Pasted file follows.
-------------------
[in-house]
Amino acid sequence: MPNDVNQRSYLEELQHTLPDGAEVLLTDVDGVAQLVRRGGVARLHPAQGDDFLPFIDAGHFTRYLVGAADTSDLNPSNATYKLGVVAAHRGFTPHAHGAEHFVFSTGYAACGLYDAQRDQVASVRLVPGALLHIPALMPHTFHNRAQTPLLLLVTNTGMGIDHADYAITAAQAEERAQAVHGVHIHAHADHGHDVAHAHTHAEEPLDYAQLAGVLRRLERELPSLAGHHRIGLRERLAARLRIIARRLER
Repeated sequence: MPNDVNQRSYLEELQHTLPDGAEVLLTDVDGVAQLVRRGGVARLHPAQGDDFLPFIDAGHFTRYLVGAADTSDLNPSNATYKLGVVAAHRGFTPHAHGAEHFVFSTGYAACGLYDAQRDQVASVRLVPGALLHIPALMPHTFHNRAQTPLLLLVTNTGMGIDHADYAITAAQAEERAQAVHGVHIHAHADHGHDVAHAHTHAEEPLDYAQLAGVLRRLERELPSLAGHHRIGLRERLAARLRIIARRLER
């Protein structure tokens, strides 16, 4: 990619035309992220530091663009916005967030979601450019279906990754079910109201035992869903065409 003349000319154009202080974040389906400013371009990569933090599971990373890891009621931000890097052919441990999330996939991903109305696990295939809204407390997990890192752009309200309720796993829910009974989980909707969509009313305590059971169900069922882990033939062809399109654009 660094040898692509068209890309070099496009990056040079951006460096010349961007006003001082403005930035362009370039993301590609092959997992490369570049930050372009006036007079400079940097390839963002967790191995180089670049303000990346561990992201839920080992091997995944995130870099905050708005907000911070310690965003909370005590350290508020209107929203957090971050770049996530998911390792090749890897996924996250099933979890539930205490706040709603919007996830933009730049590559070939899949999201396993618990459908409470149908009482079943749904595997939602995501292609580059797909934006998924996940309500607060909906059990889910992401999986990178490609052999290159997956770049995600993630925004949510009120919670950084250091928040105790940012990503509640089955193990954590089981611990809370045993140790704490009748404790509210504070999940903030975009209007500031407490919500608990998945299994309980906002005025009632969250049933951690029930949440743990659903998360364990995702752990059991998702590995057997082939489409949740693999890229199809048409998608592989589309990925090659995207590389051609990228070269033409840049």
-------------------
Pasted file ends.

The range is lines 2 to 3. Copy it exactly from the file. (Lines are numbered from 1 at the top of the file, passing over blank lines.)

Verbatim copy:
Amino acid sequence: MPNDVNQRSYLEELQHTLPDGAEVLLTDVDGVAQLVRRGGVARLHPAQGDDFLPFIDAGHFTRYLVGAADTSDLNPSNATYKLGVVAAHRGFTPHAHGAEHFVFSTGYAACGLYDAQRDQVASVRLVPGALLHIPALMPHTFHNRAQTPLLLLVTNTGMGIDHADYAITAAQAEERAQAVHGVHIHAHADHGHDVAHAHTHAEEPLDYAQLAGVLRRLERELPSLAGHHRIGLRERLAARLRIIARRLER
Repeated sequence: MPNDVNQRSYLEELQHTLPDGAEVLLTDVDGVAQLVRRGGVARLHPAQGDDFLPFIDAGHFTRYLVGAADTSDLNPSNATYKLGVVAAHRGFTPHAHGAEHFVFSTGYAACGLYDAQRDQVASVRLVPGALLHIPALMPHTFHNRAQTPLLLLVTNTGMGIDHADYAITAAQAEERAQAVHGVHIHAHADHGHDVAHAHTHAEEPLDYAQLAGVLRRLERELPSLAGHHRIGLRERLAARLRIIARRLER